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American Literary History 12.4 (2000) 745-756

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America's Origin Myth:
Remembering Plymouth Rock

Sargent Bush, Jr.

Memory's Nation: The Place of Plymouth Rock By John Seelye. University of North Carolina Press, 1998

When in December of 1620 the English Separatist Pilgrims sailed across Massachusetts Bay to anchor in Plymouth Harbor, they could not have missed seeing a huge boulder at the edge of the deep channel there. It may even have provided their landing point. Samuel Eliot Morison, the Harvard historian and seagoing commodore who edited William Bradford's history Of Plymouth Plantation, 1620-1647 (1856), surmised that the rock could have served as a base for one end of logs and planks extending to the beach, thus making possible a more or less dry disembarking for the passengers (McPhee 116). However that may be, many generations have learned America began at that spot. The boulder is some 600 million years old and in 1620 probably weighed more than 200 tons (McPhee 117, 108). It was an erratic, a huge individual piece of glacial till, deposited there a mere 20,000 years earlier when the ice receded, a pilgrim of sorts itself (McPhee 113). 1

Within two centuries of that first English footfall, Plymouth Rock achieved the status of national icon. Alexis de Tocqueville, who visited America in 1831-32, remarked on the way a democratic society selects the objects of its veneration: "A few poor souls trod for an instant on this rock, and it has become famous, it is prized by a great nation; fragments are venerated, and tiny pieces distributed far and wide. What has become of the doorsteps of a thousand palaces? Who cares for them?" (qtd. in Seelye 78). For Tocqueville, America's making an icon of Plymouth Rock was a triumph for democratic values. It is also, of course, as John Seelye reminds us, an example of our national memory's selectivity. Though now an ignorable physical object, Plymouth Rock seems to be an indispensable part of the origin myth that America has crafted for itself.

This acquisition of reputation was not without cost to the [End Page 745] object itself, for even as its fame increased, its size diminished. Visitors to Plymouth in this century have almost universally been disappointed on viewing it for the first time since it is now less than five percent of its original size. The extreme veneration of the American people has almost managed to destroy this stone, starting with an attempt in 1774 to move a part of it to a location where it might be more conveniently revered. The result was the first but by no means the last breakage of the Rock. An attempt by The Pilgrim Society to move it in 1834 resulted in another accident and a fracture that required the preservationists of the day--clearly learning by trial and error--to cement it back together. Smaller bits have been chipped off by relic seekers. Surviving segments have been on display alternately and sometimes simultaneously at the waterfront as part of a wharf and high above the harbor in front of Pilgrim Hall on Plymouth's main street, not to mention the various towns throughout the nation, and even in England, that have preserved pieces of this "very live symbol" (Seelye 641). Cracks have been patched, only to need careful cleaning out and remortaring as recently as 1989 (McPhee 110-11). The date 1620 was first painted on it and later carved into the stone itself. It is now sheltered under its second monumental structure, a canopy designed by the noted architectural firm, McKim, Mead, and White, where it is the destination for tourists who troop to see it every day of the year, most especially Thanksgiving.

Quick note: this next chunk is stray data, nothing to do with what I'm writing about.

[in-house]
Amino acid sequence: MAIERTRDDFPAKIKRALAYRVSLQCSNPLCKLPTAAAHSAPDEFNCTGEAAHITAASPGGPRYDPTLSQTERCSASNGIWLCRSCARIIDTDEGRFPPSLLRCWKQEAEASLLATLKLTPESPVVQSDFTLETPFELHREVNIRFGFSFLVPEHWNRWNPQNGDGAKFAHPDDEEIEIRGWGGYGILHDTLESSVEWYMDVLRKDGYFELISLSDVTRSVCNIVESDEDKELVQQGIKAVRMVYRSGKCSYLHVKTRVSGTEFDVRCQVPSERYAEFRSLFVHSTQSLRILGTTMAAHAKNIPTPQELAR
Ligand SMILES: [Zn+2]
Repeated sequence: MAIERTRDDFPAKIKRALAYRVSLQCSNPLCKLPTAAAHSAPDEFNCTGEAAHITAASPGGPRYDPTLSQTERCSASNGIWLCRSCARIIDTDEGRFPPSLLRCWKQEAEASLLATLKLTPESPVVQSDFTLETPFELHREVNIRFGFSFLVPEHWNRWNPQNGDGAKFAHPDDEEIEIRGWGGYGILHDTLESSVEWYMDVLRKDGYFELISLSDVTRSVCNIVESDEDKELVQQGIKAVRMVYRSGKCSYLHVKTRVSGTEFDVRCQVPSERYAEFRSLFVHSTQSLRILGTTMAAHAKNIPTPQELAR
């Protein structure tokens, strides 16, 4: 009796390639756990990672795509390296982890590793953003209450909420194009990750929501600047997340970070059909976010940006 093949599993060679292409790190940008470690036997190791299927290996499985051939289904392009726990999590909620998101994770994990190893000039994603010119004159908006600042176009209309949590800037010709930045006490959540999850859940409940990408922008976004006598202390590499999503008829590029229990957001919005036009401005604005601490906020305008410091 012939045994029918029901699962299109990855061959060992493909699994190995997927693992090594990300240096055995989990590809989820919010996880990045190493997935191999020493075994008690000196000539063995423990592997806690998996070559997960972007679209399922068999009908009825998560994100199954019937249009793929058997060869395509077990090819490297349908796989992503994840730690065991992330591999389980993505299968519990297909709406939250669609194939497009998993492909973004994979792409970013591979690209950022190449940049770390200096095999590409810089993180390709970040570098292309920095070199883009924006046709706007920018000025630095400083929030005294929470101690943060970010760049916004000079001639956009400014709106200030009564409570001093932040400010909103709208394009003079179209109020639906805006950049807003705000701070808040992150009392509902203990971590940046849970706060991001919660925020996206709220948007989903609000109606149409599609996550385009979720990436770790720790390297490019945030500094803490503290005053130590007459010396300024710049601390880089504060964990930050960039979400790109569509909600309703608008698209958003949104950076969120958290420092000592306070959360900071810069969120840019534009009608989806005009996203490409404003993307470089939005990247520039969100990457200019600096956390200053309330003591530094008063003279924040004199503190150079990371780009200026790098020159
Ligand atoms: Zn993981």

All of this single-minded attention to one rock results partly from its having always been a conspicuous part of the terrain. Despite many a poem and painting referring to the "rock-bound coast" where the Pilgrims came ashore, it was in fact the only large rock in sight on what was then and is...


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